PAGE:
They are also a good source of protein for hedgehogs.
But these worms should not be fed in large quantities to hedgehogs due to their high phosphorus to calcium ratio.
High levels of phosphorus could cause kidney problems and increase the risk of heart disease in hedgehogs.
Hornworms are the larval stage of hawk moths. Hedgehogs can eat hornworms but they are quite low in fat and high in calcium.
Before feeding these worms to your hedgehogs, be sure to remove their head to prevent the worms from biting your pets.
Also, growing these worms at home is quite costly compared to other worms.
Hedgehogs can also eat grasshoppers as another source of protein.
It is safe for hedgehogs to eat grasshoppers because they are low in fat but high in protein. To make it easier, make sure to feed them dead or dried grasshoppers.
This will prevent your hedgehogs from having to run around to chase the jumping grasshoppers.
Superworms might look similar to mealworms but they are larger and more aggressive than mealworms.
In fact, there were some cases where hedgehogs were bitten by these worms when they tried to eat them and even after these worms entered their stomach.
So, be sure to feed your hedgehogs with dried or dead superworms. But superworms are a definitely good source of protein and chitin for hedgehogs.
Silkworms are good for hedgehogs. They are rich in protein, calcium, and thiamine. Without any exoskeleton, they are soft and easy to digest.
Compared to other worms, silkworms are quite costly and harder to find. But they are easy to raise and can last longer without much food.
7. Dubia Roaches
Hedgehogs can eat dubia roaches. Unlike other roaches, dubias are clean and free from any bacteria, provided that they are raised properly.
Dubias roaches are rich in nutrients like protein, fiber, and calcium.
You can raise them at home by keeping them in a dark container with enough food, moisture, and a room temperature of 59°F – 70°F.
Insects That Hedgehogs Can’t Eat
There are some insects that should not be included in hedgehogs’ meals. For instance:
1. Spiders and scorpions
Spiders and scorpions are toxic and poisonous. In fact, these insects could sting and hurt small animals like hedgehogs.
Ants don’t have much nutritional value. They also bite and carry parasites that can cause diseases to your hedgehogs.
3. Centipedes and millipedes
In the wild, hedgehogs might prey and feed on centipedes and millipedes. But for your pets, it is advisable not to feed them with centipedes or millipedes because they are venomous.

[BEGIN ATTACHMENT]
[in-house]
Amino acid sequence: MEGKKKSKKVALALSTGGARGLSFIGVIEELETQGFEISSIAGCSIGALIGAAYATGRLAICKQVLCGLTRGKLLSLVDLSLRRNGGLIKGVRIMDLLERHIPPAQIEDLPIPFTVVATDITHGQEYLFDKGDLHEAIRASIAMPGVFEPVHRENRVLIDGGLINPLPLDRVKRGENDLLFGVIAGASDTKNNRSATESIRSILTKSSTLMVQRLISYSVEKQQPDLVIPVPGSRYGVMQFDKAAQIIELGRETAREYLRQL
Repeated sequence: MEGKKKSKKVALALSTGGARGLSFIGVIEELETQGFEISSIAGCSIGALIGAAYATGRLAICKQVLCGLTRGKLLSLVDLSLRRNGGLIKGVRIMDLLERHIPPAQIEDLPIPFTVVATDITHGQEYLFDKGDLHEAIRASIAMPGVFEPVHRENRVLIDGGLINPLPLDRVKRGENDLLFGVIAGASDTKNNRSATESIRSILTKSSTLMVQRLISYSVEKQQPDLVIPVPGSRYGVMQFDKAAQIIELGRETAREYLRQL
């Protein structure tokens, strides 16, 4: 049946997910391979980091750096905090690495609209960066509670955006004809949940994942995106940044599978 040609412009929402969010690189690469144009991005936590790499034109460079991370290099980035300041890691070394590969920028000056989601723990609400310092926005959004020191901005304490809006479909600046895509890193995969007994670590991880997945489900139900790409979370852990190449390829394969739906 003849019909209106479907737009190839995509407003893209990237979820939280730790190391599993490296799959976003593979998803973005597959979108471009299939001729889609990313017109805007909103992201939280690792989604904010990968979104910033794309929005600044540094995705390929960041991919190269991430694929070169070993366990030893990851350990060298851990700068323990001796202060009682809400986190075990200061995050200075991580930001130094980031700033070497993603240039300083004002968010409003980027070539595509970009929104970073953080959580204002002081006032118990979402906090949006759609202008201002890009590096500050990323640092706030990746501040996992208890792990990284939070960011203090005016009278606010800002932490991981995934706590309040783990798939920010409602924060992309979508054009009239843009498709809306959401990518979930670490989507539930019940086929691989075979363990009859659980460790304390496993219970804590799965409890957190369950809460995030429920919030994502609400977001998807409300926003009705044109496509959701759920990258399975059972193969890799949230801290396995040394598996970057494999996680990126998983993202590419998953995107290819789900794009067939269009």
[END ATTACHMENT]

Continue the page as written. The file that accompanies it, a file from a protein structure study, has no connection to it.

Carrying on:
Some millipedes also contain toxins that can harm your hedgehogs.
4. Slugs and snails
There are some wild hedgehogs that eat slugs and snails.
But to be safe, it is better not to feed your hedgehogs with snails because of the threadworm and lungworm that can be found in these shelled gastropods.
5. Mosquitoes and flies
Mosquitoes and flies are wild insects.
It is dangerous to feed your hedgehogs with these insects because they can have a lot of parasites in them.
The Best Way To Feed Insects To hedgehogs: Gut Loading
Feeder insects like crickets are high in protein and fiber. But they are low in other supplemental nutrients.
So, the best way to maximize the amount of nutrients in insects that you want to give to your hedgehogs is by the process of gut loading.
Gut loading is a method of feeding those insects with foods like fresh and sweet fruits so that they are equipped with enough nutrients for your hedgehogs when they eat them.
Plus, fruits that contain water soften the insects and makes it easier for hedgehogs to digest them.
The amount of time needed for this gut loading process to be effective is 24 hours or a day before feeding the insects to your hedgehogs.
Not every animal can eat crickets and certainly, not every insect is edible for hedgehogs.
But including crickets and others, edible insects as a part of hedgehogs’ meal will certainly provide them with enough nutrients.
A well-balanced diet should be the main focus to keep them healthy and happy.
But be sure to do enough research before feeding them anything to avoid any health issues in the future.